The Governor’s School for Science and Technology Scientific Programming Students Win 2017 NCWIT Award for Aspirations in Computing The regional NCWIT (National Center for Women & Information Technology) Award for Aspirations in Computing honors Laurel Hunter, Hampton HS and Katie Liu, Grafton HS for their computing-related achievements and interests. Awardees are selected for their computing and IT aptitude, leadership ability, academic history, and plans for post-secondary education. Recipients receive two engraved awards: one for her, and one for her school’s trophy case. They also receive opportunities for scholarships, internships, research experiences, and other educational and employment opportunities provided by NCWIT member organizations. The NCWIT Award for Aspirations in Computing offers both a national and local award competition to generate support and visibility for young women’s participation in computing around the country. Each local award taps into the powerful network of NCWIT Alliance members: teams from academia, non-profit organizations, startups, and corporations come together to build a community of support for young women interested in computing.
2017 Virginia & Washington DC Affiliate Competition Results
Laurel Hunter – Winner
Katie Liu – Runner-Up
CNU High School Math Contest is an annual mathematics competition for high school students in southeastern Virginia. The goal of the competition is to cultivate interest in good mathematics. Over 100 students representing schools from central and eastern Virginia came out to compete.
The Governor’s School for Science and Technology was represented by two teams comprising of students from Jamestown HS & Lafayette HS, in Williamsburg, James City, Grafton HS, & Tabb HS in York, Kecoughtan HS, in Hampton and Menchville HS, in Newport News. They won for 2nd overall team score, with individual prizes going to: Ben Keener for top school score outside overall winners, Stephen Shamaiengar for top score, all independent schools, and Stanislav Kuzmenko for 2nd highest score, overall.
Six students from the Governor’s School for Science and Technology attended the Student Conference of the National Consortium of Specialized Secondary Schools in STEM (NCSSS). They were chaperoned by Dr. Mary Patterson. The conference was jointly hosted by the Bergen County Academies, Hackensack, NJ and the Stevens Institute of Technology, Hoboken, NJ.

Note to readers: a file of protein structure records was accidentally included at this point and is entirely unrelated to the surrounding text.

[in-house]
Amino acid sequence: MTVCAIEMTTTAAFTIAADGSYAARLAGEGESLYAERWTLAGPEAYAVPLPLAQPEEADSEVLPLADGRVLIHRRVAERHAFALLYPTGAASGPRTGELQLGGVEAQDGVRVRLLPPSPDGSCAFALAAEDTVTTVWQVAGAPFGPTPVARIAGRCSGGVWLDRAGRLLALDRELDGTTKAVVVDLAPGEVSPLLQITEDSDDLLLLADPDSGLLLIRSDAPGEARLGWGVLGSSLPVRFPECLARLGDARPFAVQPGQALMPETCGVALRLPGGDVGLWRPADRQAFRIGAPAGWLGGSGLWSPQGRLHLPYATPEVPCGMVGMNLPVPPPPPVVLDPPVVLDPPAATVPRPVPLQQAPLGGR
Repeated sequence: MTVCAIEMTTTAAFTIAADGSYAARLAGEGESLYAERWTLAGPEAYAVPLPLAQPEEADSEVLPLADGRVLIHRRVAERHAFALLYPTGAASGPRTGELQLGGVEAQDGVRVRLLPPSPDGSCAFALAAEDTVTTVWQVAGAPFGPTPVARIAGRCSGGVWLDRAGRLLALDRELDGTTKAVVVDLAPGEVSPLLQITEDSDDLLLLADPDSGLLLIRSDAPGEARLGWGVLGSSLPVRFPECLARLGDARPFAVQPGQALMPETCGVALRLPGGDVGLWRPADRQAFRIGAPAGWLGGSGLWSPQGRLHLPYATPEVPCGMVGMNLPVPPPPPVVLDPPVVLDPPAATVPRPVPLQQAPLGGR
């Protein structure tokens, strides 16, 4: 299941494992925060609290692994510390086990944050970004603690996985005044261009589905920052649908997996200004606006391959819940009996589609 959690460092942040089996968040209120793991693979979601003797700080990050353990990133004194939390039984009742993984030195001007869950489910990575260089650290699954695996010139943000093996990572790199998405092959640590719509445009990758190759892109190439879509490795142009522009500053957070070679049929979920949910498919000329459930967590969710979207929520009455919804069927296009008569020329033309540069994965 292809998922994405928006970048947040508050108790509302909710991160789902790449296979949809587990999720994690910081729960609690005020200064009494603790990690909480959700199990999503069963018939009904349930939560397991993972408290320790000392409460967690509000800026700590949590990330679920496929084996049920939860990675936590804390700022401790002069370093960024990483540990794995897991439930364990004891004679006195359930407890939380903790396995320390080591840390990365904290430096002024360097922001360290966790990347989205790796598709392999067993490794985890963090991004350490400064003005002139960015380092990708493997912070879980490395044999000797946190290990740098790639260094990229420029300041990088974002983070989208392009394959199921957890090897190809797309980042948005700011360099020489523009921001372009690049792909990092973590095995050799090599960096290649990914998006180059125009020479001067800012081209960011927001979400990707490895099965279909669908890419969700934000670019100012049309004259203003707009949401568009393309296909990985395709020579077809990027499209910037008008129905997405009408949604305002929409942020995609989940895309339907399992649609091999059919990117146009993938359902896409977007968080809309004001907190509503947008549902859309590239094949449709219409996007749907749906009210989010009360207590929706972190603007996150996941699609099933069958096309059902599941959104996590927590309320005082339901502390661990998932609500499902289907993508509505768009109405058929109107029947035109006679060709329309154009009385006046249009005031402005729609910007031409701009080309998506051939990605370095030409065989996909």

The conference included tours of the extensive laboratories of both host institutions, as well as various sites of New York City, with emphasis on innovative technology, including virtual technology.
Holy Cow! They Fly!
The engineers in the Junior Engineering Physics Class have encountered an unusual creature, the Flying Chick fil-A Cows. These are normal Chick fil-A Cows that have had so much freedom that they have mutated into a flying variety. The interest in this new variety of cows is obviously very high. NASA needs to determine the tensile strength required for flying cow leashes. These leashes will allow the cows the freedom to fly in a circular fashion and yet keep them safe from harm. NASA has asked the Junior Physics class at GSST to help with this investigation. The class has received a grant to study these cows. The grant requires hard data and a solid discussion of the physics involved. Some of the values that NASA requires include the radial velocity and acceleration, the forces on the cow and the leash. They will use what they have learned recently regarding uniform circular motion, Newton’s Second Law, and conical pendulums to further their investigation. All of the work will be presented in a lab notebook with a final report to NASA. Models for these cows were procured and studied. The results from the study of these models were compiled and sent on to the scientists at NASA to develop real leashes for the Flying Chick fil-A Cows. The class had a lot of fun as they used their knowledge of the physics of centripetal motion and Newton’s Laws. For more information on the results of the study and these phenomenal creatures please send a request to:
Dr. Rhett Woo
Project Manager – NASA Flying Cows Research Group
Lab Facility A70
GSST Junior Physics Class
520 Butler Farm Road
Hampton, VA 23666